A heated debate about the foundations of America‘s democracy will start tomorrow in the United States Senate. With the Republicans changing local electoral laws all over the country. And the Democrats who see a subversion of democracy in it. The debate is therefore ‘fair elections‘, but both parties seem to mean something different by that.
The Democrats have proposed two new laws, which should guarantee equal access to the ballot box for all. But despite their majorities in Congress, they don’t seem to be able to get those laws through. Two senators from their own camp are in favour of the legislative changes, but block the way they should be passed.
And so President Biden has been on the attack since the beginning of this month. He says America is engaged in a “battle for the soul of the nation” and Republicans are out for chaos. The Republican leader in the Senate, Mitch McConnell, calls that a rant of a “reckless and inflammatory” president.
Those bright words are getting extra charge today on Martin Luther King Day, a national holiday in America. Part of Kings struggle in the 50s and 60s was about the equal right of minorities to participate in the democratic process. According to many Black Americans, the promised country King saw is now being blocked again by the Republicans.
Changes in 19 states
Because that‘s what Democratic concerns are about. Since the 2020 presidential election, the prevailing story in the Republican party has been that large-scale fraud was committed in that election. That claim has been refuted in dozens of lawsuits, high-ranking officials from the government of Biden’s predecessor Trump also call it a lie.
Nevertheless, in 2021, this story led to action in a large number of places in America. In nineteen states where Republicans have the majority in the state parliament, it has come to legislative changes, changing the rules for elections.
For example, voting by mail and the ways in which a voter can identify themselves are curtailed. And the number of polling stations will be reduced. Measures that have the result that turnout will be lower: the infamous voter suppression. And that affects, the Democrats say, especially poor Americans and minorities such as blacks.
In addition, in a number of states, the way in which the election result is determined is changing. For example, in Arizona, a majority in the state parliament can infuture declare the result invalid. In Georgia, a committee has been made responsible for this, which is appointed by parliament. Republicans have the majority in both state parliaments. In this way, party interests are between the voter and the election result, say the Democrats.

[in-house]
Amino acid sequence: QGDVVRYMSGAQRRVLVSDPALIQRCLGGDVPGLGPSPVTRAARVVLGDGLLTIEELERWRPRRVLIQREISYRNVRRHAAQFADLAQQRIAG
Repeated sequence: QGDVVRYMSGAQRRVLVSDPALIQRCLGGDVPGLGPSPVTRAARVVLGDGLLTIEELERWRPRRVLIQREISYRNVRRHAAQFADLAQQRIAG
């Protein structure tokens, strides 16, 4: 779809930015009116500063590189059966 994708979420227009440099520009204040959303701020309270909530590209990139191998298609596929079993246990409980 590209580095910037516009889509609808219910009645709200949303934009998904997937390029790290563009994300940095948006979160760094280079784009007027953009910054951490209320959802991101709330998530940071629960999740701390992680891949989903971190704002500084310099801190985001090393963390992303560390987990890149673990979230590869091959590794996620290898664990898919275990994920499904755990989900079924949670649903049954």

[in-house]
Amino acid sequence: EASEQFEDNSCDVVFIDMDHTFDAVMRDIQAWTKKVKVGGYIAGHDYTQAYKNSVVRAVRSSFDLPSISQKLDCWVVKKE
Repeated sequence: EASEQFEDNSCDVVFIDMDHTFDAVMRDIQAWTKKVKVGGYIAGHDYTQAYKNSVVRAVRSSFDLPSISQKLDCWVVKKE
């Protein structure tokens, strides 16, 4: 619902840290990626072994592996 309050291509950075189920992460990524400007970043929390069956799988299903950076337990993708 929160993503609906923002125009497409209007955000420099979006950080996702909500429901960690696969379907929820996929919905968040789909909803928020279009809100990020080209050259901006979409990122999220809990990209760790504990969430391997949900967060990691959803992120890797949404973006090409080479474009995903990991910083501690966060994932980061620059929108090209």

Correspondent Marieke de Vries was in Georgia last weekend, the cradle of the civil rights movement in America. There are action meetings for access to the ballot box again these days:
Democrats are now trying to stop all these changes with two new electoral laws that should anchor access to the ballot box at the federal level. So that every state is no longer allowed to determine the rules of the elections on its own. Removing this kind of fundamental rights from states is sensitive in America, Republicans oppose it.
In the proposed electoral laws, Democrats want to protect the independence of electoral committees, prohibit local rules that promote discrimination and prevent the reclassization of constituencies. In the future, voters must also be automatically registered to vote and can be voted anywhere for 15 days.
The Republicans in the House and Senate are unanimously opposed. They say they leave far too much room for fraud and irregularities. According to Republicans, Democrats are not really concerned at all about the safety of the ballot box run, as long as they find a way to win.
So Democrats have a majority in Congress and should therefore just get the new laws through it. But they run into a common trick in the Senate, where a law cannot be passed as long as one senator is still speaking; the filibuster. That senator can only be stopped when a bill has 60 percent of the votes.
The call has now emerged among Democrats to abolish that filibuster. A drastic step also known as a ‘nuclear route’, because the filibuster is seen as a tradition that forces the two parties to compromise. Yet even President Biden spoke out for abolition for the first time last week, in order to get the electoral laws through.
Even that should not benefit: two Democratic senators remain against abolition of thefilibuster and thereby block the route to the new electoral laws. This fight over the filibuster will lead to a lot of frustration and anger in the coming days. From Democrats who, in their eyes, see a last chance to save democracy stranded on resistance from their own ranks.